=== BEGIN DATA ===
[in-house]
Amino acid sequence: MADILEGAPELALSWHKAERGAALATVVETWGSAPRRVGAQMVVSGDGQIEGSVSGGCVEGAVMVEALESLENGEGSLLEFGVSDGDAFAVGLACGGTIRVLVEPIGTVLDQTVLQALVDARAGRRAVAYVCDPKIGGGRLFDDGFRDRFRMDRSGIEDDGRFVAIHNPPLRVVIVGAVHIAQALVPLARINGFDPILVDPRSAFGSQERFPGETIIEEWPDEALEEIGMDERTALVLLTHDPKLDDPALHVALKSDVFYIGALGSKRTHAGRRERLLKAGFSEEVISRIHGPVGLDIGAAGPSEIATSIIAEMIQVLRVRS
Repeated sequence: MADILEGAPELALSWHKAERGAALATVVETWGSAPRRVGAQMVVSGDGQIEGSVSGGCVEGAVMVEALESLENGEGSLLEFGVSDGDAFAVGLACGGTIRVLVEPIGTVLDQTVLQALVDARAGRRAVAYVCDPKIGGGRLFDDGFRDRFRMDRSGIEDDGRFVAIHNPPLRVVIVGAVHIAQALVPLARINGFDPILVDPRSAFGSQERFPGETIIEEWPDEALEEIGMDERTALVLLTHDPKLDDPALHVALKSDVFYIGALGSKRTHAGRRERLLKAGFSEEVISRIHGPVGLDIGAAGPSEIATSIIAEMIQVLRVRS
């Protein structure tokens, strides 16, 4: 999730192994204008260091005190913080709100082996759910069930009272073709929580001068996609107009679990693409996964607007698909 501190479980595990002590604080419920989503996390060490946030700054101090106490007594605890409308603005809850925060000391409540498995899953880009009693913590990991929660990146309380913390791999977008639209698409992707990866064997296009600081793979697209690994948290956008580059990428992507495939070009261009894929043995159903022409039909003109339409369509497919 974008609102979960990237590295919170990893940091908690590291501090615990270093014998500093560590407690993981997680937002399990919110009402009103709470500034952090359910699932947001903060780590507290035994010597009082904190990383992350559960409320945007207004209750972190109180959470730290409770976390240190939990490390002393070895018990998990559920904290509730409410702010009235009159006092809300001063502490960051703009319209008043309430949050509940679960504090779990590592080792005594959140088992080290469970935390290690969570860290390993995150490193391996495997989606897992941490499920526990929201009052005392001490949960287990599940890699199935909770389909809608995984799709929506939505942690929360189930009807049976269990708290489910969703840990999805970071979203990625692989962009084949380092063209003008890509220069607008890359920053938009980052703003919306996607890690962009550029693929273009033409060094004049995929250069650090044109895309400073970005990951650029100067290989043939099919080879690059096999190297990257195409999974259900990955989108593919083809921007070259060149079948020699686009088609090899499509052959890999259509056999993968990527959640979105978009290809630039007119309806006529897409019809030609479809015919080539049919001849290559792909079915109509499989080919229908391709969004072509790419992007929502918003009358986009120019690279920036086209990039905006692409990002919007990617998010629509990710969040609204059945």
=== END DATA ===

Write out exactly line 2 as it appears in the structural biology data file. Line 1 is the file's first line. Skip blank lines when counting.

Amino acid sequence: MADILEGAPELALSWHKAERGAALATVVETWGSAPRRVGAQMVVSGDGQIEGSVSGGCVEGAVMVEALESLENGEGSLLEFGVSDGDAFAVGLACGGTIRVLVEPIGTVLDQTVLQALVDARAGRRAVAYVCDPKIGGGRLFDDGFRDRFRMDRSGIEDDGRFVAIHNPPLRVVIVGAVHIAQALVPLARINGFDPILVDPRSAFGSQERFPGETIIEEWPDEALEEIGMDERTALVLLTHDPKLDDPALHVALKSDVFYIGALGSKRTHAGRRERLLKAGFSEEVISRIHGPVGLDIGAAGPSEIATSIIAEMIQVLRVRS